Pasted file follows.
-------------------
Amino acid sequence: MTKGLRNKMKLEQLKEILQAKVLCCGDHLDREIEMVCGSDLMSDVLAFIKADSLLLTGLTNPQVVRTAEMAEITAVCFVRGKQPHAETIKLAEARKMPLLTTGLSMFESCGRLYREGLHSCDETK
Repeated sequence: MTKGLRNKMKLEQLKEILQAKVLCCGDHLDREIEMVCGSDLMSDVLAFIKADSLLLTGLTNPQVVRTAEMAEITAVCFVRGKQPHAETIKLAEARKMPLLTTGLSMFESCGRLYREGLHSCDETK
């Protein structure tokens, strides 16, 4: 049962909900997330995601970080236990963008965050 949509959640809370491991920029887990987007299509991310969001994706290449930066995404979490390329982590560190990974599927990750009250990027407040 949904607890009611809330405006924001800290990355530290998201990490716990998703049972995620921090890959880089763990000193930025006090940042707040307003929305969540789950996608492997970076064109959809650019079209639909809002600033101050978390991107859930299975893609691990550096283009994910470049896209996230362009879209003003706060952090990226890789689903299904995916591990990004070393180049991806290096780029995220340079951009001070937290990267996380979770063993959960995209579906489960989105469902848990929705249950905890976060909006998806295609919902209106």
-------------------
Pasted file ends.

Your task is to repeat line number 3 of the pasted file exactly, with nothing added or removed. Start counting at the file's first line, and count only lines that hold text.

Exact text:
């Protein structure tokens, strides 16, 4: 049962909900997330995601970080236990963008965050 949509959640809370491991920029887990987007299509991310969001994706290449930066995404979490390329982590560190990974599927990750009250990027407040 949904607890009611809330405006924001800290990355530290998201990490716990998703049972995620921090890959880089763990000193930025006090940042707040307003929305969540789950996608492997970076064109959809650019079209639909809002600033101050978390991107859930299975893609691990550096283009994910470049896209996230362009879209003003706060952090990226890789689903299904995916591990990004070393180049991806290096780029995220340079951009001070937290990267996380979770063993959960995209579906489960989105469902848990929705249950905890976060909006998806295609919902209106």